Abstract
The focus of this article will be sport predicated on contests between nation-states, or what we will call inter-national sport, at the elite level. While much literature on the politics of sport has focused on the proper role of the nation-state in regards to specific sport issues, few have questioned whether elite sport ought to involve nationalism as part of its competition. Most who have defended such sport argue that the benefits of nationalism and the national identity outweigh any potential unintended harm. In this article, we question these conclusions by arguing that both lusory and ethical considerations undermine elite sport’s emphasis on inter-national contests. We will be trying to argue that these artifacts no longer should play a primary role in determining eligibility or serving as the basis for determining competitive sides. We will make this argument by focusing on the ethical dilemmas posed specifically by inter-national competition including international discord and reduced quality of competition. We also argue that promoting national differences does not serve a useful lusory role in elite sport. However, we will concede that Morgan’s respect for the narratives associated with sport indicate that national identity may continue playing a limited role in elite sporting contests. So while we make an exception for a soft national cultural narrative, we conclude that such arguments taken together indicate that national identities ought to have a much diminished role, if any at all, in elite sport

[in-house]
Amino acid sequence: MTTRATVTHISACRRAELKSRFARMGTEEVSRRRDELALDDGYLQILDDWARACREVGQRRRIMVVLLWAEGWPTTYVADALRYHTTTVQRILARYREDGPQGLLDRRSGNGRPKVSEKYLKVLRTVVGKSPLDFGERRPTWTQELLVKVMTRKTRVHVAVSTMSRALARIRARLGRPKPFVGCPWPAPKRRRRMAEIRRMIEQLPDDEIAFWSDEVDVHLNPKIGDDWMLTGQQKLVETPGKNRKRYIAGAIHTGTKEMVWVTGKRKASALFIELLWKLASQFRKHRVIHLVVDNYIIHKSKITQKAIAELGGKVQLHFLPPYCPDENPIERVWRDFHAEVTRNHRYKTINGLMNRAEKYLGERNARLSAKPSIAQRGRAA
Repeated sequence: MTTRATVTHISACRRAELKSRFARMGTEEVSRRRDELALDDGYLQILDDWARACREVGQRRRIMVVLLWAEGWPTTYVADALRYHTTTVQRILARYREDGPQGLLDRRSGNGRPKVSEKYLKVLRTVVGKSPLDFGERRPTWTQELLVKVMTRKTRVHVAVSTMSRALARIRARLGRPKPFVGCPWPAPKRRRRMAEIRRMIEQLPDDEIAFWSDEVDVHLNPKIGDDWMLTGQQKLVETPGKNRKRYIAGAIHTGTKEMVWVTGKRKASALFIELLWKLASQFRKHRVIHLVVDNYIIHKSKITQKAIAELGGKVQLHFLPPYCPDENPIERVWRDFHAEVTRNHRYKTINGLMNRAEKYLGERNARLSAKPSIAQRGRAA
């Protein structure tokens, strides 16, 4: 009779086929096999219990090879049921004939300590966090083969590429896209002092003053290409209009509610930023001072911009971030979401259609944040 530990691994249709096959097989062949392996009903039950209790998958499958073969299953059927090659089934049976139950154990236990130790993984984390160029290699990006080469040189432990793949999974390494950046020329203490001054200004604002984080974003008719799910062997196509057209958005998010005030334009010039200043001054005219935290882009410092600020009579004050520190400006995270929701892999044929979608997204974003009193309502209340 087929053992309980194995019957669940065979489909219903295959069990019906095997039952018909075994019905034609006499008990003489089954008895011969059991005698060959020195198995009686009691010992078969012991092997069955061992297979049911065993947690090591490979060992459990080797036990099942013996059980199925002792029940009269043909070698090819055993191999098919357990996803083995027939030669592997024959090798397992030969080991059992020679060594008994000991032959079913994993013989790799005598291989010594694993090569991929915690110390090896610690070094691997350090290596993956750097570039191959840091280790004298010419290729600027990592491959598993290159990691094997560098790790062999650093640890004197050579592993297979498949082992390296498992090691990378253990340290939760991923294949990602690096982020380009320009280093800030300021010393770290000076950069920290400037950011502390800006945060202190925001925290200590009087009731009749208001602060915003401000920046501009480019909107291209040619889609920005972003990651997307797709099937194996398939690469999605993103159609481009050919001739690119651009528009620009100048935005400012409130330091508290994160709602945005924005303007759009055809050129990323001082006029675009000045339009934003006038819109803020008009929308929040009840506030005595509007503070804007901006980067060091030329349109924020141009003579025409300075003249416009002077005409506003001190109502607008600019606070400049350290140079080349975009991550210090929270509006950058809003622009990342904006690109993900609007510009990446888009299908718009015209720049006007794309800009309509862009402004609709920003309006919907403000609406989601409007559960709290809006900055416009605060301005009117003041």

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DOI 10.1080/00948705.2013.785427
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References found in this work BETA

Sport and Olympism: Universals and Multiculturalism.Jim Parry - 2006 - Journal of the Philosophy of Sport 33 (2):188-204.
Olympic Sport and Its Lessons for Peace.Heather L. Reid - 2006 - Journal of the Philosophy of Sport 33 (2):205-214.

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Citations of this work BETA

Robert L. Simon on Sport, Values, and Education.J. S. Russell - 2016 - Journal of the Philosophy of Sport 43 (1):51-60.
The Case for Inter-National Sport: A Reply to Gleaves and Llewellyn.Hywel Iorwerth & Alun Hardman - 2015 - Journal of the Philosophy of Sport 42 (3):425-441.
In Answer to Orwell: A Defence of International Sport.Brandon Robshaw - forthcoming - Journal of the Philosophy of Sport:1-9.

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